After all sculptural pieces have been hung and placed the top drawings are pinned to the foam core forms, with the asisstance of gallery installers, ladders and a lift, we were able to weave strands and install pieces at a good pace.

After all the paper strands are woven and pinned to wall the sculptural pieces are completed! 

Samples of the fragmented body drawings that affixed with steel pins on the foam core sculptural bases.

You, me and all of us are in this together / Reach out to those that don't know their HIV status, COLA 2019

Foam core board, steel pins, acid free archival glue, acrylic painting, pastels, sepia, graphite, pigmented ink, black marker, manila paper, artist adhesive tape, thumbtacks.

Measured in inches and calculated angle degrees. Detailed on strips of white paper with HIV surveillance and infection rates data from:

Centers for Disease Control and Prevention's "HIV and Gay and Bisexual Men," "HIV and African American Gay and Bisexual Men, "HIV and Hispanic / Latino Gay and Bisexual Men;"

Division of HIV and STD Programs, Los Angeles County Department of Public Health's 2017 Annual HIV Surveillance Report and 2016 Annual 2016 STD Surveillance Report and Positively Award's HIV Drug Guide 2019.

From exhibition wall label:

"Enrique Castrejon creates drawings and installations that appropriate images of the male body to explore desire, queer aesthetics, violence and stigma. He is particularly interested in counteracting the underrepresentation of queer men of color in the mainstream media.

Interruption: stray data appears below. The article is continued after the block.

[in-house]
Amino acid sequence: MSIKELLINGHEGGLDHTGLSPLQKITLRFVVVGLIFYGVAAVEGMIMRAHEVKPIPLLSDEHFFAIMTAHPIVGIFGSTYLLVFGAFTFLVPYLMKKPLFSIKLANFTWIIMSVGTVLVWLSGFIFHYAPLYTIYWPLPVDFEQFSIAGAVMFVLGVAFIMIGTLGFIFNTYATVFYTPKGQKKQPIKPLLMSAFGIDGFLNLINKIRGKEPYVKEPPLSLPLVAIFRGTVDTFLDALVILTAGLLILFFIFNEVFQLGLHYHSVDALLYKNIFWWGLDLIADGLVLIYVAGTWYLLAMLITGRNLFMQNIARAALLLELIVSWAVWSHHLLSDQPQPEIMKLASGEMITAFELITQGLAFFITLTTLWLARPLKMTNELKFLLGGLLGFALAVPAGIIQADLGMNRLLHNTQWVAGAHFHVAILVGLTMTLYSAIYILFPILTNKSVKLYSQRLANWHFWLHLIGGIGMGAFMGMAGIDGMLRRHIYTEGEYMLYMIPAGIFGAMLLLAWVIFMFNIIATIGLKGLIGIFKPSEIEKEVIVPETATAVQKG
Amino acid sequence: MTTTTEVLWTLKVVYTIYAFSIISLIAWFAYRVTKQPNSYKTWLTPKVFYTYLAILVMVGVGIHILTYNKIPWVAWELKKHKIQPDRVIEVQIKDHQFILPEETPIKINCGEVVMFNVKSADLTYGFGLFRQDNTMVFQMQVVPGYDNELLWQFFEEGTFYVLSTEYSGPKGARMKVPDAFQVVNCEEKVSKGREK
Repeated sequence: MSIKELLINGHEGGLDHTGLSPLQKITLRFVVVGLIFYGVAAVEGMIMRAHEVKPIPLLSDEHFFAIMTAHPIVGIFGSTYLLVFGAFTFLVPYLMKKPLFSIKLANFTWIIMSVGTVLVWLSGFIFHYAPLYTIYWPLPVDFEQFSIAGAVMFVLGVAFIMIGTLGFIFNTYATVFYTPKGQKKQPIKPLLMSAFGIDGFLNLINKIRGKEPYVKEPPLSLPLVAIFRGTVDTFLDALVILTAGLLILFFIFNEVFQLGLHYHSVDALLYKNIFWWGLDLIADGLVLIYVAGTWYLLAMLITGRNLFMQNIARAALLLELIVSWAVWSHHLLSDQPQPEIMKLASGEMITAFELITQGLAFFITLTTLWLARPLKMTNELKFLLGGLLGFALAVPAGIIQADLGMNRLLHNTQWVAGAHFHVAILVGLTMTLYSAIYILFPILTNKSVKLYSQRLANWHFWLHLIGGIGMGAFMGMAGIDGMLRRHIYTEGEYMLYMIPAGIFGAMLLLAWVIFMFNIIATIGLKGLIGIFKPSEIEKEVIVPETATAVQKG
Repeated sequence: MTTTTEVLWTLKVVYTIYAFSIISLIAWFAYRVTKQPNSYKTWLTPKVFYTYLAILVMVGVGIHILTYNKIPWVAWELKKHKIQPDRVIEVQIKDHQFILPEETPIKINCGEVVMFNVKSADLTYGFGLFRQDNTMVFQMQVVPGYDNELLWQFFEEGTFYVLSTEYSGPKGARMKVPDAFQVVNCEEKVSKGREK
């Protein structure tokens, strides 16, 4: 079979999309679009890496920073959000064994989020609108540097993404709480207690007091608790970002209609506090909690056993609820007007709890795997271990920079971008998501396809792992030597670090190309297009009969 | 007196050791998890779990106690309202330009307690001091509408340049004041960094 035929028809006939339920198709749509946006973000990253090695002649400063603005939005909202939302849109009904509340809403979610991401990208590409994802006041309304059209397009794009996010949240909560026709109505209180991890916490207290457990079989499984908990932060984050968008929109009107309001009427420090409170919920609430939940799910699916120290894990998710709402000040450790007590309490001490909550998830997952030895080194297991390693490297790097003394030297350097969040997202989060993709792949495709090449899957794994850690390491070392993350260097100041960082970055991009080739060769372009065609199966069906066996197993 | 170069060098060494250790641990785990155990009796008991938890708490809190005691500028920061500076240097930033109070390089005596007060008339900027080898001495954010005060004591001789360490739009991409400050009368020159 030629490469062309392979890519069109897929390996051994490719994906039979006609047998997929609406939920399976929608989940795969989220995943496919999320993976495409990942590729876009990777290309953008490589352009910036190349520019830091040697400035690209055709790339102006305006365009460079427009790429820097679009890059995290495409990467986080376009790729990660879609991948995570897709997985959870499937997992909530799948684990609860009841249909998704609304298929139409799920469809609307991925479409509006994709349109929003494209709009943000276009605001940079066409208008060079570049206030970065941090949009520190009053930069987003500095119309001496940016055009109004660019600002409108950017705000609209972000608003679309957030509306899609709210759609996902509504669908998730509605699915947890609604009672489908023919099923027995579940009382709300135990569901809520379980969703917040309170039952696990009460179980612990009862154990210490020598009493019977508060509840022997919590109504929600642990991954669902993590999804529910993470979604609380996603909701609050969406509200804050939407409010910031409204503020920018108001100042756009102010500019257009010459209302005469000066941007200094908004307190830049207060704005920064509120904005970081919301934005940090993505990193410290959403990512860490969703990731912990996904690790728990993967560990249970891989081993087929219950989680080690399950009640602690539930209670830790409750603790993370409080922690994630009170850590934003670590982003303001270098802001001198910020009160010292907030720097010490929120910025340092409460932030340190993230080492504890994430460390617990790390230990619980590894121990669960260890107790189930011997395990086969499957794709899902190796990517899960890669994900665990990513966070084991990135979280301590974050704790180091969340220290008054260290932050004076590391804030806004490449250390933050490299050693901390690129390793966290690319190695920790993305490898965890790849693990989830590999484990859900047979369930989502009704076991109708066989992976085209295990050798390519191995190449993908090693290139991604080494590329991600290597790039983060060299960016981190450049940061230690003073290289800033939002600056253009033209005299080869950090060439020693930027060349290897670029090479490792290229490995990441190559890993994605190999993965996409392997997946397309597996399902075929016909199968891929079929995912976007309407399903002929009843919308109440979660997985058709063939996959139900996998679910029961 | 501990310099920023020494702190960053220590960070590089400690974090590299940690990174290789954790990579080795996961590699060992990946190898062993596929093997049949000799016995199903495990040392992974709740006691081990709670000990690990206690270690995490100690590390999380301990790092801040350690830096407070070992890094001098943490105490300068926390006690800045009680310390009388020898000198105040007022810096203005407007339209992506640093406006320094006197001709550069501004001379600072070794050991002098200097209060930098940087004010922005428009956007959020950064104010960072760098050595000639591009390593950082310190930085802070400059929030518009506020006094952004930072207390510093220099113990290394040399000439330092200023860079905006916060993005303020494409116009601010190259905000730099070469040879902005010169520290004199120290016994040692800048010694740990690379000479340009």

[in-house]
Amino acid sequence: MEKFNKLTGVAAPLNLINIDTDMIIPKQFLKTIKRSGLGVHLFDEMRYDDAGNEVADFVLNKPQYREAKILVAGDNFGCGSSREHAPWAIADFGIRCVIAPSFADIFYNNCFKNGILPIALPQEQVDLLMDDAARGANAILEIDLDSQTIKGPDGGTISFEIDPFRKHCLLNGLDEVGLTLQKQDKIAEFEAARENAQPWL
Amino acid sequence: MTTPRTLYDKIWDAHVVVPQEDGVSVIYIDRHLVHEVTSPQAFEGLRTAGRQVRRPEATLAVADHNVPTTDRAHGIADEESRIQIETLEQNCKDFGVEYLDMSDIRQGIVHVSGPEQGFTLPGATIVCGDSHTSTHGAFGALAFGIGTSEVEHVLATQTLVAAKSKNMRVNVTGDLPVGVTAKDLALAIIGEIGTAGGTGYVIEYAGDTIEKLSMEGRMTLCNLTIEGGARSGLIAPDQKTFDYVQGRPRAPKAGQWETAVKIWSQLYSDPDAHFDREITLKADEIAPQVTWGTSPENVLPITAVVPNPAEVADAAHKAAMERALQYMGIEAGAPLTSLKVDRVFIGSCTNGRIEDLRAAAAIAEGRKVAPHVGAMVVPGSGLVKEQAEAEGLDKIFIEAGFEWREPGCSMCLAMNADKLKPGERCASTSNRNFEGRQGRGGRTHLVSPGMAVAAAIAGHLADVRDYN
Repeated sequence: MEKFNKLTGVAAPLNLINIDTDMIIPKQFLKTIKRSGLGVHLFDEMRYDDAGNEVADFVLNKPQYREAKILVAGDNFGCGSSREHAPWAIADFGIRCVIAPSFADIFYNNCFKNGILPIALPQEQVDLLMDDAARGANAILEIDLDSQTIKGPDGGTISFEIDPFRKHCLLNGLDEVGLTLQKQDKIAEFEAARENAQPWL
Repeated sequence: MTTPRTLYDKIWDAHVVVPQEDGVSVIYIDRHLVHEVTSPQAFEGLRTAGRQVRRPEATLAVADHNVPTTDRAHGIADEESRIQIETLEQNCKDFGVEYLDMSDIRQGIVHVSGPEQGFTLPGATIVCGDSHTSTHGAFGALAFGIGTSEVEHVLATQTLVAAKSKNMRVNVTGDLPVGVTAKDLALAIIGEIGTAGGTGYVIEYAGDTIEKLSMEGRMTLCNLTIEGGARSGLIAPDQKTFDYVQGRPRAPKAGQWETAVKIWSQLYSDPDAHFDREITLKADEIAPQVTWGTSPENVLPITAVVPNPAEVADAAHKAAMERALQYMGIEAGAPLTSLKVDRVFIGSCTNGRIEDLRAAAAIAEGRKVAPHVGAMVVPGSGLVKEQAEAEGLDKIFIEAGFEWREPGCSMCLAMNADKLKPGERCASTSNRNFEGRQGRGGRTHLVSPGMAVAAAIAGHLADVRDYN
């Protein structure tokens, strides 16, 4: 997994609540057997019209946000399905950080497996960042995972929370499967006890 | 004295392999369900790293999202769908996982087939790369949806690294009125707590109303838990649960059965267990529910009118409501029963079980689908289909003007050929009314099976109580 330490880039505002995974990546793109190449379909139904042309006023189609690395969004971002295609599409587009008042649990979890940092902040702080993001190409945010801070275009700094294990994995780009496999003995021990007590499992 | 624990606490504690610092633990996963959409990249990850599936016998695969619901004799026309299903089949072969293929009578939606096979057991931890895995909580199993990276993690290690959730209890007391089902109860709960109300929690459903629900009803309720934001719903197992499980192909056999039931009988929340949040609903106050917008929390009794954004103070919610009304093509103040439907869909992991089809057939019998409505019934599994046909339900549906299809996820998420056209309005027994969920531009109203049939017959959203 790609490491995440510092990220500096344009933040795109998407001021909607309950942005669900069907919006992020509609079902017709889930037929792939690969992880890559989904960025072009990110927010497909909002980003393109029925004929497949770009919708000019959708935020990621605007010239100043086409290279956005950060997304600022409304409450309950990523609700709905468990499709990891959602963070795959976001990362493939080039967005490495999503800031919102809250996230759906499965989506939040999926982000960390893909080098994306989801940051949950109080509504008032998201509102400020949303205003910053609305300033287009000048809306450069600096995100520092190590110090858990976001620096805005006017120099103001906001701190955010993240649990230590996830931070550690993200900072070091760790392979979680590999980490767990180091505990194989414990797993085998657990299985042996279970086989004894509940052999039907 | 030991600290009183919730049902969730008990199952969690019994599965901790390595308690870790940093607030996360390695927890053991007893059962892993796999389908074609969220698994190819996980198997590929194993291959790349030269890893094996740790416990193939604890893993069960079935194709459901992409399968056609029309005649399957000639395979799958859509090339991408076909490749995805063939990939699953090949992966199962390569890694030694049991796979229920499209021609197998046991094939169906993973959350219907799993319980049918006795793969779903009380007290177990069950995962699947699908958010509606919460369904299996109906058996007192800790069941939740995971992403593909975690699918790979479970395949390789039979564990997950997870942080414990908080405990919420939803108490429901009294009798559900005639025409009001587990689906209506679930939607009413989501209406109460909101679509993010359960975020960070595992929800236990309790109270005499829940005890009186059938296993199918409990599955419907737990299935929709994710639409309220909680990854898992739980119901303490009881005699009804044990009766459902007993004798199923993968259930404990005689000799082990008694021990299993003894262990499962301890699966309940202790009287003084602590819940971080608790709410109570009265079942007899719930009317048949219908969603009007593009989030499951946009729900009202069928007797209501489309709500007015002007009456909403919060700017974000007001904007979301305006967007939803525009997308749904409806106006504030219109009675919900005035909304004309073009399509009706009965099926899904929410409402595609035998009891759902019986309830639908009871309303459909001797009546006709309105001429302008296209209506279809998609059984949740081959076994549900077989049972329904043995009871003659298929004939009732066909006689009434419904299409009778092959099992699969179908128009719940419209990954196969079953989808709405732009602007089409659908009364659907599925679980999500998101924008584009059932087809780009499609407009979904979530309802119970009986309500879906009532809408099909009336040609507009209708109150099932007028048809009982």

These sculptures of male bodies are anointed with data relating to HIV infection rates, which are higher in among Black and Latinx populations. The matter-of-fact appearance of these numbers stands in stark contrast to the subjective experience of the people represented by such statistics. In this way, the artist indicates how the "objective" use of measurement can distance us from uncomfortable subjects."

Gallery Installation shots:

Small detail of the strand of black paper with measurements of body and white strand of paper with HIV / STI data creating intricate webbing around the bodies.

Enrique Castrejon :  Los Angeles, CA

Paper cut out patters are place in position of where the sculptural pieces will go accordingly.

Each Sculptural piece is affixed to the wall with thumbtack and the long strands of paper are also woven and pinned to the wall. Process is slow, meditative and challenging, but the outcome is surprisingly wonderful.  At this point of the installation I did not know how the whole piece would look like since I did not actually display the piece as I did in this exhibition in my studio. So It was a slow reveal! 

Each sculptural piece that make the bodies were individually measured in inches and calculated angle degrees, so the black strands of paper indicate where each of these measurements are coming from. At the end of paper strips are the quantified units of these shapes!